6.4 Transitions

 

6.4) Transitions

 
 

 

You may have noticed that If you try to transition between Start and End States while the music plays, you won’t hear the music immediately change. This is because, by default, the Transition won’t occur until the Exit Cue of the currently playing Music Segment is reached. This is defined by something called a Transition Rule. You can use the Transition Rules to make Wwise play the music being transitioned to at the right time. Take a look at the default Transition currently configured for the Music Switch Container.

Pic01 Transition Rules

Pic02 Any to Any Transition Rule

Pic03 Add Transition

Pic04 Start to End Transition Rule

Pic05 Grid Frequency

Pic06 Exit Source at Next Beat

Pic07 Transition Segments

Pic08 Edit Fade-out

Pic09 Music Fade Editor

Pic10 Post-Exit

Pic11 Jump to

Pic12 Sync to

Pic13 Pre-Entry

  1. In the Project Explorer, select the Music Switch Container and click the Transitions Tab.

    The window you see is used to define how Transitions between Playlist Containers or Music Segments occur. Each row listed represents a Transition Rule that should be carried out based on a certain circumstance of which pieces of music are being transitioned from or to. There is always a default Rule that says Any Source going to Any Destination should behave in a particular way. This default Rule is currently displayed on the first line. (Pic01 Transition Rules)

  2. Select the “Any to Any” Transition Rule on the first line.

    Below, in the Source group box, you can see that it says the Source should be exited at the next Exit Cue. This is why you don’t hear the music immediately transition from the Start to End music as you change the Music State Group status. Based on this Rule, the Playlist Container that is being played back must first reach its Exit Cue before the Transition will occur, and with the used Start and End music, it can be several musical bars before that occurs. There are a lot of different options for when a Transition can occur, including an immediate value, but it’s the rhythmically aware options that provide a way to transition between Playlists or Segments that often feels a bit more musically appropriate.

  3. Change the Exit Source at property to say Next Bar. Now you’re ready to test the change to the Transition Rule. (Pic02 Any to Any Transition Rule)

  4. Play the Event for the Music System and experiment with changing the State Group from Start to End in the Transport Control View.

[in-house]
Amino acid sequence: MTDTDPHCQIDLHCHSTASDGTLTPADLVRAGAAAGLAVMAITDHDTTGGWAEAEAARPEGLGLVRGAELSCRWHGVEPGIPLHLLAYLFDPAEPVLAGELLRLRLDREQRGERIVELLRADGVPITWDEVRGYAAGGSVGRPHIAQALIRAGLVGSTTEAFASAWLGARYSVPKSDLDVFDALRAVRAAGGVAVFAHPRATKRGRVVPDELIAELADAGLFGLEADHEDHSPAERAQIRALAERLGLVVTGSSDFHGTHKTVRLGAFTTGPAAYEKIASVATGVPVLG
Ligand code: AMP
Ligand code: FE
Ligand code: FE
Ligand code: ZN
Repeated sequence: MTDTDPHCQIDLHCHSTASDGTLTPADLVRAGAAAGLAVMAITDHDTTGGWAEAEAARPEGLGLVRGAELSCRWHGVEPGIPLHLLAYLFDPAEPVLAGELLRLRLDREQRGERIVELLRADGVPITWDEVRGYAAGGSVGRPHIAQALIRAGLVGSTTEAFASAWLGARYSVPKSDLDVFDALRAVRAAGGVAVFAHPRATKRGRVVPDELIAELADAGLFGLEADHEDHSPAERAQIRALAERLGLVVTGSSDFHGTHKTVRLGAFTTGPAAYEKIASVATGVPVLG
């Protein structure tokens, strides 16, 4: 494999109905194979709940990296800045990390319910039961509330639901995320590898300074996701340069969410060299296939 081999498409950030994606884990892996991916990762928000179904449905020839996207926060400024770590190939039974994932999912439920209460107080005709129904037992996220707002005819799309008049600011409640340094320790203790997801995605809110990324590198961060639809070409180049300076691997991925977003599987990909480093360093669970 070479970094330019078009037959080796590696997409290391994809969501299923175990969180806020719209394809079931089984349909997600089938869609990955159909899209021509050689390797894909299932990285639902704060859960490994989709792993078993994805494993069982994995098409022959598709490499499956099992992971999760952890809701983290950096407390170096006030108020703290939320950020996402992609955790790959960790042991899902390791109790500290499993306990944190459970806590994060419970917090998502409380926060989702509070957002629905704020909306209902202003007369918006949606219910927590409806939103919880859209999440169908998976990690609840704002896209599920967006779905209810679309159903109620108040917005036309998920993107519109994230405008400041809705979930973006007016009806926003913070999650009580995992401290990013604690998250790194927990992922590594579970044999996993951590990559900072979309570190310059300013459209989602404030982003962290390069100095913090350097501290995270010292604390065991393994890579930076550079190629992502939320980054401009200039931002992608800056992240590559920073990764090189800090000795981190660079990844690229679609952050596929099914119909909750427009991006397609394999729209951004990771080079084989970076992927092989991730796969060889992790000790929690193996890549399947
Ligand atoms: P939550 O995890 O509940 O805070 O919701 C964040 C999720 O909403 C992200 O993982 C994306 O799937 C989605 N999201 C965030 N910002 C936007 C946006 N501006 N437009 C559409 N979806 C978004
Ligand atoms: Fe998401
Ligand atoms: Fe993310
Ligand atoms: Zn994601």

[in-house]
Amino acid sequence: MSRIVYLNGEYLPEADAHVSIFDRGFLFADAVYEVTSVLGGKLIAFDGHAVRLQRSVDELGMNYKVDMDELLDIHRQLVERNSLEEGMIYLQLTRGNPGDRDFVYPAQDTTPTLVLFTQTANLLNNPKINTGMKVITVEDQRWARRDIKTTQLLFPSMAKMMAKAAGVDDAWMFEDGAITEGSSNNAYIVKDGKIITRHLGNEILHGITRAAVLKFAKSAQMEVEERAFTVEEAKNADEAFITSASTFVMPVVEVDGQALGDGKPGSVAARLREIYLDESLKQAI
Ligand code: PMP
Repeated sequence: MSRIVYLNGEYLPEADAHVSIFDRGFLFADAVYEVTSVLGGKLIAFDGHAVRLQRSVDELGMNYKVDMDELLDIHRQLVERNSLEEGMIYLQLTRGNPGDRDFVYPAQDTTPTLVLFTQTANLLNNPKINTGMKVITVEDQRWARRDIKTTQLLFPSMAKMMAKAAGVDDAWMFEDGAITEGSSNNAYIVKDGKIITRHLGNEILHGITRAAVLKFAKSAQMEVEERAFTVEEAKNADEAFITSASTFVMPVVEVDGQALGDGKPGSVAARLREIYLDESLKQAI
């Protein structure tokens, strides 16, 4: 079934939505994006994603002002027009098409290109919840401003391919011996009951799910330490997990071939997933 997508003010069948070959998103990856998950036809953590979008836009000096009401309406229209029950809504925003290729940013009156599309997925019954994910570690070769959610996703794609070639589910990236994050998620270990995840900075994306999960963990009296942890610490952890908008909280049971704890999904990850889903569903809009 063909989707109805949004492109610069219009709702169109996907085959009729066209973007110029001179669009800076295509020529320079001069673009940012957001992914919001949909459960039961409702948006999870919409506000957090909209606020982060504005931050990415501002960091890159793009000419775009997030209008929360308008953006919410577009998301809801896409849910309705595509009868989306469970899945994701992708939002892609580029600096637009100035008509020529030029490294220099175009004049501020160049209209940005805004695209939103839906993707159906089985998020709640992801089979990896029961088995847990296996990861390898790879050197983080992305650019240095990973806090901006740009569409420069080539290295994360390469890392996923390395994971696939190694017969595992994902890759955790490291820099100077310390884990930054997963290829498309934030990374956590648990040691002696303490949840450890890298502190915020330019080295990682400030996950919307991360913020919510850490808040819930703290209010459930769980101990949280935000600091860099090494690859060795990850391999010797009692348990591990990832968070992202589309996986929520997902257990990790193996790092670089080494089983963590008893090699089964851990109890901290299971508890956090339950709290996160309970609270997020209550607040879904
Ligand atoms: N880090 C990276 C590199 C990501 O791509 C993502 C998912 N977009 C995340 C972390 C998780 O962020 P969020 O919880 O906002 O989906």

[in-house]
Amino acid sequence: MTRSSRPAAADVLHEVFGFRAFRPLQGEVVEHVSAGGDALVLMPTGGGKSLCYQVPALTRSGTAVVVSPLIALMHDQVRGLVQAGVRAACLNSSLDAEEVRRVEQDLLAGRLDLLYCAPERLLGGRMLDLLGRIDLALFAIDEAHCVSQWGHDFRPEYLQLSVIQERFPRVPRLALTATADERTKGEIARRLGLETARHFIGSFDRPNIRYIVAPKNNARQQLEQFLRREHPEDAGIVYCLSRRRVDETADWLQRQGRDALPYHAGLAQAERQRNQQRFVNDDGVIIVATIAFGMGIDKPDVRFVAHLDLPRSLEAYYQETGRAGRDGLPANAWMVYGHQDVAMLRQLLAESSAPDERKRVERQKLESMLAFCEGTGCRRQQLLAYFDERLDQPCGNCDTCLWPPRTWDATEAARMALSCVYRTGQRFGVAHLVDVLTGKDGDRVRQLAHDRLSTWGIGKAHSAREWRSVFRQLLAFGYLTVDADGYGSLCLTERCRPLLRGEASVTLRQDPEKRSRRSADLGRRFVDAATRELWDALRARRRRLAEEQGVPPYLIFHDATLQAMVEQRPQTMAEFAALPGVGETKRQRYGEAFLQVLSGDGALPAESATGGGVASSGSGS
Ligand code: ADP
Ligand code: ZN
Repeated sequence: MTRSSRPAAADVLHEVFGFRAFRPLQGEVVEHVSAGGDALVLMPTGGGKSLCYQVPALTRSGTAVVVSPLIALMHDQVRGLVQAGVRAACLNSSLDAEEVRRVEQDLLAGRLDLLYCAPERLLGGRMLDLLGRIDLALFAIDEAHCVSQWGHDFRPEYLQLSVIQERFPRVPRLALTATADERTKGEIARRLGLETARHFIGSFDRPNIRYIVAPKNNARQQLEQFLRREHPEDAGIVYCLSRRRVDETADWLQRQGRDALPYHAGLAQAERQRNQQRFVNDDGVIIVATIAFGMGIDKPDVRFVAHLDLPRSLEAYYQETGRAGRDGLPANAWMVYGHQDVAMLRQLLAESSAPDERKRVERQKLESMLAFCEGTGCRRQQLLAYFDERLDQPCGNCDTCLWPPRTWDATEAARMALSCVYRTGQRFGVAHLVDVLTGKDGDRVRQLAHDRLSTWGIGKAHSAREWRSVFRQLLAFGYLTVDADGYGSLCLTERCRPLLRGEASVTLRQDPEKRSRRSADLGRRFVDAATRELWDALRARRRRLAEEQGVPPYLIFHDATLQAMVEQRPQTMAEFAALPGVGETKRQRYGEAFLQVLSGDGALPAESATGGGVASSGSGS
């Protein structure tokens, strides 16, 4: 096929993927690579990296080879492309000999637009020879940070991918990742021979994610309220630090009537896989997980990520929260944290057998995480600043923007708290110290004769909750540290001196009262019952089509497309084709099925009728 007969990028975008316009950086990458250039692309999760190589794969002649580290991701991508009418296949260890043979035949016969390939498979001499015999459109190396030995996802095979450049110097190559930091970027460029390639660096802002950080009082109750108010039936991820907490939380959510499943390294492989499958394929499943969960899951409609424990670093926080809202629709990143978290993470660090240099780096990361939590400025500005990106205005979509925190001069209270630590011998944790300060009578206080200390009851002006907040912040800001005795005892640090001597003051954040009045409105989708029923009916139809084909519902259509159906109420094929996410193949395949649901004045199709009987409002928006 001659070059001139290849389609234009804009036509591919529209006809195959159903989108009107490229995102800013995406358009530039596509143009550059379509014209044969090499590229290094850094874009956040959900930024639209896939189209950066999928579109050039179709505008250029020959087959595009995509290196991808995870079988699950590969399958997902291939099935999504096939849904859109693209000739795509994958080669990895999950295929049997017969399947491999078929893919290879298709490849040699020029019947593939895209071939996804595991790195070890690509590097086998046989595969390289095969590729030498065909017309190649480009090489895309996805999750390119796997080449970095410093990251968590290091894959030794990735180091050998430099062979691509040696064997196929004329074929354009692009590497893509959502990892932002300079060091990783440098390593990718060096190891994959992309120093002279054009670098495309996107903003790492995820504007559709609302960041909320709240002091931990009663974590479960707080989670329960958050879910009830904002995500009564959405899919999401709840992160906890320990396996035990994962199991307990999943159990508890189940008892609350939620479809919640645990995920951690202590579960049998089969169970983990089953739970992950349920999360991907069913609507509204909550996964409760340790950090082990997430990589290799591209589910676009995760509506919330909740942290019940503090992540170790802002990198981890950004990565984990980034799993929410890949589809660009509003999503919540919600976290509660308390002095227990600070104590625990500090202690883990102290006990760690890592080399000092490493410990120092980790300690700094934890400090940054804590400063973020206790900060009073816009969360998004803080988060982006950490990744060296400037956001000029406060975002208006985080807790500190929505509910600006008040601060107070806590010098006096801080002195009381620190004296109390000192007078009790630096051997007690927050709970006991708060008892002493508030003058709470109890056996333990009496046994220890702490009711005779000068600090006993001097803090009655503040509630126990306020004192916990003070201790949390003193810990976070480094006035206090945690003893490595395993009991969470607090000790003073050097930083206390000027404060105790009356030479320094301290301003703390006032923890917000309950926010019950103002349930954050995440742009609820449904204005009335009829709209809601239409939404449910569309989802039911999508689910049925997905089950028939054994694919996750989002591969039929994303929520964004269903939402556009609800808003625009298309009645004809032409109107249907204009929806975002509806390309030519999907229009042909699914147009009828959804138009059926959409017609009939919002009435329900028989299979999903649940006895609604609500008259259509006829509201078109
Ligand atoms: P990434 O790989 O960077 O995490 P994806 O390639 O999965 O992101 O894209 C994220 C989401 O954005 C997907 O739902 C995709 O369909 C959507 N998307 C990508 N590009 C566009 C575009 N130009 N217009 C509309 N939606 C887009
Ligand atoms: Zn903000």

Notice how the Transitions always wait until the next bar, so the change always occurs on the downbeat of a measure. Remember that this “Any to Any” Transition Rule is in effect for all transitions, unless you add another Rule that provides an exception. You should definitely think about your default Transition Rule, but for more control over specific transitions you’ll need custom Rules for individual State changes.

  5. Click the Add Transition button. (Pic03 Add Transition)

    A new Transition rule is then created on a second line. Let’s set a custom Transition Rule for a State change from Start to End.

  6. Set the start Playlist Container as Source, and the end Playlist Container as Destination for the Transition. You can to this via dragging and dropping the Objects from the Audio Tab to the corresponding field in the Transitions Tab of the Music Switch Container Property Editor, or by clicking the >> button and browsing for the right object. (Pic04 Start to End Transition Rule)

    Now, let’s create a smooth Transition. But what is a smooth Transition in this instance? Consider the circumstances in which the Music State Group’s status is set to End. The game engine makes a Game Call to set the State to End as soon as the player hits the finish line. Therefore you’ll need a relatively responsive transition, but one that is still musically appropriate. There are quite a handful of options for exiting a Source, even custom Cues which can be created in the timeline of Music Track Objects and have a custom String for reference. But let’s look at the other more common options. Immediate would not consider the Time Settings of the current music playing. When setting Next Bar you’d have to wait a bit too long for the transition. To still respect the Time Settings of the track, you could either choose Next Beat, which would be the next fourth of the 4/4 Time Signature in this instance, or Next Grid, which could be any musical Time Signature, set in the General Settings Tab of the Music Switch Container. (Pic05 Grid Frequency)